Sustainability may be an overused and sometimes vague buzzword, but it’s an essential requirement for every part of a business, across customer relations and the regulatory environment, as well as for society. Oracle and IBM are two global leaders in sustainability, helping companies eliminate waste, make their supply chains more efficient and monitor equipment to make sure it’s performing at an optimal level.
Where sustainable supply chain operations are headed in 2023 (and beyond)
At Oracle CloudWorld in November 2022, Anna Visneski, an Oracle TV correspondent, talked to supply chain and sustainability experts from IBM and Oracle to get a read on the future of supply chain operations.
“Working in supply chain, and especially in logistics, you get exposed to a lot of the key areas where sustainability will make a difference,” says Joan Lim, Senior Manager of Product Marketing at Oracle. “We’re not talking about it enough. We’re not raising enough awareness. And it’s just so crucial now in everyday life to know about sustainability and better yet, to practice it.”
Rob Cushman, Global Leader in Sustainability and Supply Chain at IBM, agrees. “Sustainability is really the thread connecting everything that we’re doing in supply chain these days,” he says. “When we’re working with our clients, we are always asking how we can drive business change that incorporates sustainability and how to enable those changes with a new technology platform in the cloud.”
It’s no surprise that sustainability and logistics have become hot topics in the last two years amid massive economic disruptions that have spurred a re-evaluation of traditional supply chain models. So, what is IBM doing today that’s different from four or five years ago?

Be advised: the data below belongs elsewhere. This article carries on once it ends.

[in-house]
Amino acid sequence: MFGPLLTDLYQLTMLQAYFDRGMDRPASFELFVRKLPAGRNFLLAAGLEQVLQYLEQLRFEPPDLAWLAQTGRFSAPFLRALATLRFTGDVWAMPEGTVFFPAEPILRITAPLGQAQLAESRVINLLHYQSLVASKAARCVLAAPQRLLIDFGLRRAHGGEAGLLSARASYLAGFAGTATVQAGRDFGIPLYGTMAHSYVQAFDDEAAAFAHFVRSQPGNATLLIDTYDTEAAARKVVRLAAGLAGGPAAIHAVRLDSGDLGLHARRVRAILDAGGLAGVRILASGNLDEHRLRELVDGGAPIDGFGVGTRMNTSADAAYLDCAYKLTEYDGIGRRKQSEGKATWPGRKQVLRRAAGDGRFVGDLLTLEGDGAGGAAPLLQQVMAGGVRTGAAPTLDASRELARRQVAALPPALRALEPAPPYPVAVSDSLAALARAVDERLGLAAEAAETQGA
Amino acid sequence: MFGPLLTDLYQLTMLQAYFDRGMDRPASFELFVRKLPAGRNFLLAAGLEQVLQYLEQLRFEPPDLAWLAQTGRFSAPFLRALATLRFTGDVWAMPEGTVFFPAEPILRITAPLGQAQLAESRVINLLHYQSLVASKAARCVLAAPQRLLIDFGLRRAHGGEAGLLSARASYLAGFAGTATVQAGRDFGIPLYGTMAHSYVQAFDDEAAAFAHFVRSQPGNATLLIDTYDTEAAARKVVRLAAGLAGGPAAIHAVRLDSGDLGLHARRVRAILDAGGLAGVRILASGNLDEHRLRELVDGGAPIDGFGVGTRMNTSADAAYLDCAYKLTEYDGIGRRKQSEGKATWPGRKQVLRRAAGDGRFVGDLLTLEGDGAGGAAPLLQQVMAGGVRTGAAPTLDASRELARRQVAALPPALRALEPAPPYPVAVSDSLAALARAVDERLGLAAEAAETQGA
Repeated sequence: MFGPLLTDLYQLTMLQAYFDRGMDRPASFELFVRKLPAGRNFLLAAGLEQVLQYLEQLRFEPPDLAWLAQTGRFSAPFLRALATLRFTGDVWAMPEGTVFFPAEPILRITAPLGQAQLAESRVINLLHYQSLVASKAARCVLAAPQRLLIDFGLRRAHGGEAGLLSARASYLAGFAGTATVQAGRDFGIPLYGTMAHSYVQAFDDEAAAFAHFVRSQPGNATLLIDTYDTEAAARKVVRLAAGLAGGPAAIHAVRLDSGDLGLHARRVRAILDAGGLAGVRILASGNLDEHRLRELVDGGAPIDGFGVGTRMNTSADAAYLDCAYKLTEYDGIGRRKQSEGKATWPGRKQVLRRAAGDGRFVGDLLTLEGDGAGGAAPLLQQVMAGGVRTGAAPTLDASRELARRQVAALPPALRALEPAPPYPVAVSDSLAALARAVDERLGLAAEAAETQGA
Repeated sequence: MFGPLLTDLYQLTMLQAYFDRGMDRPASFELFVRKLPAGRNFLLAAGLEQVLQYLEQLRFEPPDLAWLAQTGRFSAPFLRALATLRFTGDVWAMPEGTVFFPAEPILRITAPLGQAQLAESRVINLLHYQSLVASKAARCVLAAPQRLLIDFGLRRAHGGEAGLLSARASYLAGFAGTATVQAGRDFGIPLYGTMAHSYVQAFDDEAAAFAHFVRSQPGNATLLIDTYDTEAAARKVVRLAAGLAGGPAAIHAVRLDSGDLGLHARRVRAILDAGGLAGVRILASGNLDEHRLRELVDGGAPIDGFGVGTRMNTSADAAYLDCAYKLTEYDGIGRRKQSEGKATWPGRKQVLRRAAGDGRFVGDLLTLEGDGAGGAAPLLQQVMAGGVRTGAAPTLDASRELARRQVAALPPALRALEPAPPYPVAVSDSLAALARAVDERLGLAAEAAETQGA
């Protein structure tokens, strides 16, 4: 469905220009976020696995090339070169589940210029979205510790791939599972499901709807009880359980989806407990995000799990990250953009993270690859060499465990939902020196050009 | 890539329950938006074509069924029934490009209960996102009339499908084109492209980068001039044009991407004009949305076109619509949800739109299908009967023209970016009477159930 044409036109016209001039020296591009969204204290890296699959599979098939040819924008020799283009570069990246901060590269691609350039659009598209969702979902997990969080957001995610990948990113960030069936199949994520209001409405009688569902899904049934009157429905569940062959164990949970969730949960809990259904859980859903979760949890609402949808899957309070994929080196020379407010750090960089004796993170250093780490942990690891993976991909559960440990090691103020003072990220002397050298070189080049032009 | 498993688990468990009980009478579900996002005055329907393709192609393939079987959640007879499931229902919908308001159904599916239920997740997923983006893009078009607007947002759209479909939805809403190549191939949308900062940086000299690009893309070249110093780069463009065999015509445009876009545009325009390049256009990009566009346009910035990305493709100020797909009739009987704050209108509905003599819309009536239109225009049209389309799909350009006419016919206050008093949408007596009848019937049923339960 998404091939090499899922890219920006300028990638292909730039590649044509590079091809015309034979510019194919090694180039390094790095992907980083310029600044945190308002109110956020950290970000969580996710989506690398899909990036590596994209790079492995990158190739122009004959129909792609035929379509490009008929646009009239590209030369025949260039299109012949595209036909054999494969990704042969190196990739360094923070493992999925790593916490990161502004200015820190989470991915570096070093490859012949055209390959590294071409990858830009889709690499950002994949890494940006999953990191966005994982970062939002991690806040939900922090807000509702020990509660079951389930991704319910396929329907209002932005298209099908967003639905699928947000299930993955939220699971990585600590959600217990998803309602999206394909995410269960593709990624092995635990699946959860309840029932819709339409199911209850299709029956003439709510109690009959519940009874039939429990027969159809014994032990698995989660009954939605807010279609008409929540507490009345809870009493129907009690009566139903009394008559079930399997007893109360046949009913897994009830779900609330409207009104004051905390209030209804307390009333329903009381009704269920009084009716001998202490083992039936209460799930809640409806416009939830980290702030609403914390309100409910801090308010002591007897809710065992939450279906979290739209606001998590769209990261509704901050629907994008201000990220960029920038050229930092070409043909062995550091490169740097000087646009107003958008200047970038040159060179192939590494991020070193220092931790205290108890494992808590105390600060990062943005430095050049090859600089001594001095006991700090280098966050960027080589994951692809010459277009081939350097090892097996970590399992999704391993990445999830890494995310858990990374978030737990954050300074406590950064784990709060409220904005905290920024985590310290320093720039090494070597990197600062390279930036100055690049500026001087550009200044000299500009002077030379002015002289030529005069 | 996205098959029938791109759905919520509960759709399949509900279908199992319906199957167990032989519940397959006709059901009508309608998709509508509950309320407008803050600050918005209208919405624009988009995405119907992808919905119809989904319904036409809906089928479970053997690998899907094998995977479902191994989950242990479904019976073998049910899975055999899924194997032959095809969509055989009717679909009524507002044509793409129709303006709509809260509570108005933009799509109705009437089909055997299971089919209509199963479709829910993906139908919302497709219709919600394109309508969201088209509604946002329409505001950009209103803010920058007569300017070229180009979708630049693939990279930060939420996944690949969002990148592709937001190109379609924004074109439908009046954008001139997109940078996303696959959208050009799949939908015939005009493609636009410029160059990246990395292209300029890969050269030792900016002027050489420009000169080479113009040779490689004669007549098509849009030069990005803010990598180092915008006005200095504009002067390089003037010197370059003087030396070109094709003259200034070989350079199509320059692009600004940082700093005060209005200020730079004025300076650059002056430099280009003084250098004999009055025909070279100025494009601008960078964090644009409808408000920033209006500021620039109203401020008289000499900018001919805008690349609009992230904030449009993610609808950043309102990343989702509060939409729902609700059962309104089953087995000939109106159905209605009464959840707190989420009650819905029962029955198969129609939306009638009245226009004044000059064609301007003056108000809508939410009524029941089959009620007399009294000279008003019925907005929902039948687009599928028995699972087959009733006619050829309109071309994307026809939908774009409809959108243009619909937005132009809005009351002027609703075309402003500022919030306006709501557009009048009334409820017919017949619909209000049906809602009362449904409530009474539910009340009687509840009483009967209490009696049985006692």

“There are some really exciting things that are changing in supply chain,” Cushman says. “We are focused on getting our clients to think about their transformation to a new supply chain model that’s much more sustainable as part of the journey that they’re going on to the cloud.”
Cushman sees more companies using data and investing in machine learning and artificial intelligence to drive “really radical changes” in business outcomes. “What we’ve learned is that we just can’t afford to think not about sustainability,” he says. “The pandemic proved that.”
Oracle and IBM: Harnessing synergies
For both Cushman and Lim, sustainability goes beyond a “passion project,” and they share the goal of shaping a better future. Oracle’s Lim says that listening to customers is the key to understanding where their business models are headed. We then “drive that change through the partnership with IBM and Oracle.” For IBM’s Cushman, 2022 was the year when a “big pivot happened” and most business leaders finally came to the realization that sustainability was imperative.
Companies today need to start thinking differently about their supply chains, and sustainable practices need to be designed into products right from the start, Cushman says. The design process is where 80% of the costs are committed and where 80% of the long-term sustainability impacts lie.
Sustainability also requires businesses to consider the entire lifecycle of a product, including how to bring products back into the business supply chain—or partner’s supply chain—in an end-to-end circular way. “We’ve got to go back to basics,” Cushman says. “We need to challenge all the assumptions in our product and supply chains and bake that into how we move things forward.”
Oracle’s Lim adds that one of the best ways to move ahead is to harness existing data to optimize the supply chain to drive sustainability. Companies can “start by just looking at their data, analyzing it and focusing on the various functional areas of the business where they can work towards achieving a business goal,” she says.
Beyond planning for sustainability, it is crucial to “execute on it,” Lim says. For most companies, that will mean making sure every person is held accountable for each part of the initiative. “It’s not something one person can do alone,” she adds. “It’s really a company effort.”